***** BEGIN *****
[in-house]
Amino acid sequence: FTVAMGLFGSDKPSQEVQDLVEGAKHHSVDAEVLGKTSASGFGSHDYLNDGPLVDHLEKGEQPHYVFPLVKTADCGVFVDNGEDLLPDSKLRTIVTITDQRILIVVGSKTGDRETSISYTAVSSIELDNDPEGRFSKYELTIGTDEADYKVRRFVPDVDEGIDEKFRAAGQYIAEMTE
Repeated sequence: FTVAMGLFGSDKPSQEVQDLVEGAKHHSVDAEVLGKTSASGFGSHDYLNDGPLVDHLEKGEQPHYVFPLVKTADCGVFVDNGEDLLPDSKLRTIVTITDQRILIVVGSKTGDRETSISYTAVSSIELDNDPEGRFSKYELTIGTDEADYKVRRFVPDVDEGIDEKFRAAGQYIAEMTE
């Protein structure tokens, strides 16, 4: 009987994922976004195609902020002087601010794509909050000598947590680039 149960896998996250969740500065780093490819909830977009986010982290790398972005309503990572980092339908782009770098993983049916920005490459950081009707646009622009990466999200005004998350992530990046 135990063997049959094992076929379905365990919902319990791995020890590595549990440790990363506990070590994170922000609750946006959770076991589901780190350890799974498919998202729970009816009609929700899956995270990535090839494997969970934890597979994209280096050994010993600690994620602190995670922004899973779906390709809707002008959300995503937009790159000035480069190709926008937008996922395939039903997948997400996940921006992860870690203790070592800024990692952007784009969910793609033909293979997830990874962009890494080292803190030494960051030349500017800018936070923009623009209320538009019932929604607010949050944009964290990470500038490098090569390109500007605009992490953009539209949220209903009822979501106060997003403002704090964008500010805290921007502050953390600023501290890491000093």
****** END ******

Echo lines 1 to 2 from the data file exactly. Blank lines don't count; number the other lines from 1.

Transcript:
[in-house]
Amino acid sequence: FTVAMGLFGSDKPSQEVQDLVEGAKHHSVDAEVLGKTSASGFGSHDYLNDGPLVDHLEKGEQPHYVFPLVKTADCGVFVDNGEDLLPDSKLRTIVTITDQRILIVVGSKTGDRETSISYTAVSSIELDNDPEGRFSKYELTIGTDEADYKVRRFVPDVDEGIDEKFRAAGQYIAEMTE